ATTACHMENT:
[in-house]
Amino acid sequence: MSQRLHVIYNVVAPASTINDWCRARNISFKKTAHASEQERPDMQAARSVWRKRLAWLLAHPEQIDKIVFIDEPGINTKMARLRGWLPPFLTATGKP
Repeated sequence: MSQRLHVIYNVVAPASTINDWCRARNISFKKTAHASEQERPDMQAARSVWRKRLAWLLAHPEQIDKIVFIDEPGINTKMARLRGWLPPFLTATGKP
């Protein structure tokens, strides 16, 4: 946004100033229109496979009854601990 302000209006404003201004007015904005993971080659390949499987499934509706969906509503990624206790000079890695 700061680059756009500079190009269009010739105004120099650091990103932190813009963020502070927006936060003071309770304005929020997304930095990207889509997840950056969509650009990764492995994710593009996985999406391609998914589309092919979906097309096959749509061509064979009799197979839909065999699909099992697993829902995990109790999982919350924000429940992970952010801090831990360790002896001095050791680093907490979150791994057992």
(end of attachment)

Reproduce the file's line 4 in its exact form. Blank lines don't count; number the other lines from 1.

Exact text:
């Protein structure tokens, strides 16, 4: 946004100033229109496979009854601990 302000209006404003201004007015904005993971080659390949499987499934509706969906509503990624206790000079890695 700061680059756009500079190009269009010739105004120099650091990103932190813009963020502070927006936060003071309770304005929020997304930095990207889509997840950056969509650009990764492995994710593009996985999406391609998914589309092919979906097309096959749509061509064979009799197979839909065999699909099992697993829902995990109790999982919350924000429940992970952010801090831990360790002896001095050791680093907490979150791994057992």